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Judge dismisses HHS lawsuit brought by dioceses, charitable agencies

 | 
Chicago

A U.S. District Court judge Feb. 8 dismissed a lawsuit filed against the federal contraceptive mandate by the Springfield and Joliet dioceses, their respective Catholic Charities agencies and Catholic Charities of the Archdiocese of Chicago.

Judge John Darrah of the U.S. District Court for the Northern District of Illinois in Chicago said in his ruling the claims of the plaintiffs "are unripe for adjudication."

Named in the suit are the U.S. Department of Health and Human Services and HHS Secretary Kathleen Sebelius; the U.S. Department of Labor and Labor Secretary Hilda Solis, who has since resigned; and the U.S. Department of the Treasury and Treasury Secretary Timothy Geithner, who also has since resigned.

The dioceses and Catholic Charities agencies argued that the federal regulations requiring all employers, including most religious employers, to cover contraception, sterilization and abortion-inducing drugs in their employee health plans violate their religious freedom as guaranteed by the First Amendment of the U.S. Constitution.

Until the final rules on the mandate are implemented, the Obama administration has in place a "safe harbor" period that protects employers from immediate government action against them if they fail to comply with the mandate.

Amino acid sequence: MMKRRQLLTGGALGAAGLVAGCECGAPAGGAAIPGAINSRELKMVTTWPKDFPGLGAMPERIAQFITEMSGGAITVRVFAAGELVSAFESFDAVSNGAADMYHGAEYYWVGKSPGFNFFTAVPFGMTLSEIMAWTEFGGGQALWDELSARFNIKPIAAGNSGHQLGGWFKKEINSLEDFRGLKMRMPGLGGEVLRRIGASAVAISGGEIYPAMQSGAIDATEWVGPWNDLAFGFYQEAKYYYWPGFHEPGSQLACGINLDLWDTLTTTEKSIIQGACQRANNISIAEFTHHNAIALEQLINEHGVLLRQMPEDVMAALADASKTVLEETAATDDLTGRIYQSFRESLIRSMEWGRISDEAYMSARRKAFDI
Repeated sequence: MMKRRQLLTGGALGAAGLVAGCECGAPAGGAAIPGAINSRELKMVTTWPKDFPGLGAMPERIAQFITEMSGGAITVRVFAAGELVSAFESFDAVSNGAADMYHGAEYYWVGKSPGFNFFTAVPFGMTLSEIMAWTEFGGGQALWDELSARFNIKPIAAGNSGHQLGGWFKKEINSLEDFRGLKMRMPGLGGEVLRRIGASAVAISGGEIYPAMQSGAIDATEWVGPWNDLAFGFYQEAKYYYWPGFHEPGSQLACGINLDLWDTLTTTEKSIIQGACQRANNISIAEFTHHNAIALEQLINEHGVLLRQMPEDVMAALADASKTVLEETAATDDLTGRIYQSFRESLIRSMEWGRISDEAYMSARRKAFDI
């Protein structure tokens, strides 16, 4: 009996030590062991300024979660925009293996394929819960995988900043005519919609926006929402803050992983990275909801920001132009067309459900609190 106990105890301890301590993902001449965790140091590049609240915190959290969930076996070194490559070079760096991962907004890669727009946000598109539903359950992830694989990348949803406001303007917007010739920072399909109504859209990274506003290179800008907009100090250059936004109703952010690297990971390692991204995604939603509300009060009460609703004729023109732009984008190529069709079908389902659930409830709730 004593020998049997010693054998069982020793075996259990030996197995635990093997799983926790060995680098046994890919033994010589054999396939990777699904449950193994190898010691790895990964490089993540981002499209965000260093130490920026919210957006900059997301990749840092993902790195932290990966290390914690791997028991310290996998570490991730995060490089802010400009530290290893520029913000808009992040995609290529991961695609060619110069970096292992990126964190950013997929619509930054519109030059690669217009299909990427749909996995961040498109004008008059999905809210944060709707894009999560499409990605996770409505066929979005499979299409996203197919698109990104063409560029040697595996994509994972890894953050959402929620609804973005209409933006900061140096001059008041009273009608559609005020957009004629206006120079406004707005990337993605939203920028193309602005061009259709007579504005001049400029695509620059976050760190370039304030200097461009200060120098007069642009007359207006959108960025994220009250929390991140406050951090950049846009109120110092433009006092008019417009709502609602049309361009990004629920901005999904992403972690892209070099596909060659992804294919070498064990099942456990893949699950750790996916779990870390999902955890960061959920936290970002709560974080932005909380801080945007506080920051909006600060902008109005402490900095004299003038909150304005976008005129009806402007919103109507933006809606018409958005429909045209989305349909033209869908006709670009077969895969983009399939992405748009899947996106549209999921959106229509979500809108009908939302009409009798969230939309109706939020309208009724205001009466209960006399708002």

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But the dioceses and agencies said in the lawsuit they would need time to "begin taking compliance measures now" to prepare for when the safe harbor period ends.

Darrah ruled that "the necessity to postpone judicial review of plaintiffs' claims until the departments have finalized the amended regulations outweighs the purported hardship to plaintiffs in their ability to plan for contingencies."

When the proposed rules on the mandate were first released, they were issued with a narrow exemption for religious employers.

On Feb. 1, the HHS issued new proposed rules that aim to redefine the criteria by which nonprofit religious institutions may be either "exempt" or "accommodated" in opting out of providing coverage that goes against the teachings of the faith.

The president of the U.S. Conference of Catholic Bishops and other church leaders said the new proposal shows movement but falls short of addressing their concerns.

The Springfield and Joliet dioceses and their Catholic Charities agencies filed suit last May. Catholic Charities of the Archdiocese of Chicago joined the lawsuit July 9.

In early January, a separate lawsuit filed by the Peoria Diocese was dismissed by a federal judge who said the diocese's effort to block enforcement of the mandate was "premature."

"If its concerns are not resolved to its satisfaction through the amendment process, the diocese will have the opportunity to challenge the amended regulations when the alleged harm is not contingent on future events and is less speculative," said Chief Judge James Shadid of the U.S. District Court for the Central District of Illinois in Peoria.

"The court therefore finds that as the government is in the process of amending the preventive service regulations, those regulations are not fit for judicial review at this time," the judge wrote in his seven-page order Jan. 6.

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